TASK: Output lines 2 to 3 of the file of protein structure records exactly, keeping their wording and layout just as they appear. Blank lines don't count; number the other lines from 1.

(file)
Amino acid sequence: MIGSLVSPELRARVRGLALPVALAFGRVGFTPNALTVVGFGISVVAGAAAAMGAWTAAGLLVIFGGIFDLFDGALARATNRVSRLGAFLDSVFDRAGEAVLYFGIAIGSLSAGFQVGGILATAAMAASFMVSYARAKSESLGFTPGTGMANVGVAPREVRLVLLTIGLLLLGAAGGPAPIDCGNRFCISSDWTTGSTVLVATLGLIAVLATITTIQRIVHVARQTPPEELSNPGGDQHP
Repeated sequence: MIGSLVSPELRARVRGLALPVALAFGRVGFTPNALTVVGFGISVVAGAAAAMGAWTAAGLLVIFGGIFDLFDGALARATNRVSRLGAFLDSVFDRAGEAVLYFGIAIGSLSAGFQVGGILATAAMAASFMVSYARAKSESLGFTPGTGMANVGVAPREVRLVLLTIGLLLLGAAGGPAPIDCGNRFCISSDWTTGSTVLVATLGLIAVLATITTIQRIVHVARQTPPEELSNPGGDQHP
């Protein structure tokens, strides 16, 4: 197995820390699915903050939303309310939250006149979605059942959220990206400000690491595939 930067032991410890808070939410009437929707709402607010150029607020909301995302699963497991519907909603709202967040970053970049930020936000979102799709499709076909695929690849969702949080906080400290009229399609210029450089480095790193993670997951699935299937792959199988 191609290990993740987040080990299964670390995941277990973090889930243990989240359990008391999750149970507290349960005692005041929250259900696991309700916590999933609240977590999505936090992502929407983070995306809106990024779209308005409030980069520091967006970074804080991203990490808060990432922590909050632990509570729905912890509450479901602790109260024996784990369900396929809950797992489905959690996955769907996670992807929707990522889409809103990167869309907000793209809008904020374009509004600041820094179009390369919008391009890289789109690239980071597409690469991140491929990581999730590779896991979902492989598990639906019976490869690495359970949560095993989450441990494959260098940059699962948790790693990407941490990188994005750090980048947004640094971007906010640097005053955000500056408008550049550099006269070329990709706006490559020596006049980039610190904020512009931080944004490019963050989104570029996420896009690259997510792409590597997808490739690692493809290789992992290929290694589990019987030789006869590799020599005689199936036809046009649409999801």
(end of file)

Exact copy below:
Repeated sequence: MIGSLVSPELRARVRGLALPVALAFGRVGFTPNALTVVGFGISVVAGAAAAMGAWTAAGLLVIFGGIFDLFDGALARATNRVSRLGAFLDSVFDRAGEAVLYFGIAIGSLSAGFQVGGILATAAMAASFMVSYARAKSESLGFTPGTGMANVGVAPREVRLVLLTIGLLLLGAAGGPAPIDCGNRFCISSDWTTGSTVLVATLGLIAVLATITTIQRIVHVARQTPPEELSNPGGDQHP
């Protein structure tokens, strides 16, 4: 197995820390699915903050939303309310939250006149979605059942959220990206400000690491595939 930067032991410890808070939410009437929707709402607010150029607020909301995302699963497991519907909603709202967040970053970049930020936000979102799709499709076909695929690849969702949080906080400290009229399609210029450089480095790193993670997951699935299937792959199988 191609290990993740987040080990299964670390995941277990973090889930243990989240359990008391999750149970507290349960005692005041929250259900696991309700916590999933609240977590999505936090992502929407983070995306809106990024779209308005409030980069520091967006970074804080991203990490808060990432922590909050632990509570729905912890509450479901602790109260024996784990369900396929809950797992489905959690996955769907996670992807929707990522889409809103990167869309907000793209809008904020374009509004600041820094179009390369919008391009890289789109690239980071597409690469991140491929990581999730590779896991979902492989598990639906019976490869690495359970949560095993989450441990494959260098940059699962948790790693990407941490990188994005750090980048947004640094971007906010640097005053955000500056408008550049550099006269070329990709706006490559020596006049980039610190904020512009931080944004490019963050989104570029996420896009690259997510792409590597997808490739690692493809290789992992290929290694589990019987030789006869590799020599005689199936036809046009649409999801």